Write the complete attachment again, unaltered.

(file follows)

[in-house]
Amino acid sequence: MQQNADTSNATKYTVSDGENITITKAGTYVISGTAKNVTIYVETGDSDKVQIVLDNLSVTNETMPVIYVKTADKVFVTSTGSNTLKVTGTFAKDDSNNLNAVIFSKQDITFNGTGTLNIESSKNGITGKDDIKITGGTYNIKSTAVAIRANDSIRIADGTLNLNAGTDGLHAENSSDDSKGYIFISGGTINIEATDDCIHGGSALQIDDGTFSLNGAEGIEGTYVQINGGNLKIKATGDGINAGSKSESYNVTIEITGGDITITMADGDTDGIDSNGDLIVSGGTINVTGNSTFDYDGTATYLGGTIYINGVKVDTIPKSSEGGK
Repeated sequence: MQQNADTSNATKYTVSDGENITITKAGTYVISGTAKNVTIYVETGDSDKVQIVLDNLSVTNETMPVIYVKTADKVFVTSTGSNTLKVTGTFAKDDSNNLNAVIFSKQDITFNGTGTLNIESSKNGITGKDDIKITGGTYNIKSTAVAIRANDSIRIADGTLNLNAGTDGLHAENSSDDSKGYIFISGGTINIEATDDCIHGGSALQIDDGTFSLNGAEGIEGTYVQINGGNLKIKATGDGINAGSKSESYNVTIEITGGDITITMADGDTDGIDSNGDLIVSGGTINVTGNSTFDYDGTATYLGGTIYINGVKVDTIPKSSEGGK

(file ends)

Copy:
[in-house]
Amino acid sequence: MQQNADTSNATKYTVSDGENITITKAGTYVISGTAKNVTIYVETGDSDKVQIVLDNLSVTNETMPVIYVKTADKVFVTSTGSNTLKVTGTFAKDDSNNLNAVIFSKQDITFNGTGTLNIESSKNGITGKDDIKITGGTYNIKSTAVAIRANDSIRIADGTLNLNAGTDGLHAENSSDDSKGYIFISGGTINIEATDDCIHGGSALQIDDGTFSLNGAEGIEGTYVQINGGNLKIKATGDGINAGSKSESYNVTIEITGGDITITMADGDTDGIDSNGDLIVSGGTINVTGNSTFDYDGTATYLGGTIYINGVKVDTIPKSSEGGK
Repeated sequence: MQQNADTSNATKYTVSDGENITITKAGTYVISGTAKNVTIYVETGDSDKVQIVLDNLSVTNETMPVIYVKTADKVFVTSTGSNTLKVTGTFAKDDSNNLNAVIFSKQDITFNGTGTLNIESSKNGITGKDDIKITGGTYNIKSTAVAIRANDSIRIADGTLNLNAGTDGLHAENSSDDSKGYIFISGGTINIEATDDCIHGGSALQIDDGTFSLNGAEGIEGTYVQINGGNLKIKATGDGINAGSKSESYNVTIEITGGDITITMADGDTDGIDSNGDLIVSGGTINVTGNSTFDYDGTATYLGGTIYINGVKVDTIPKSSEGGK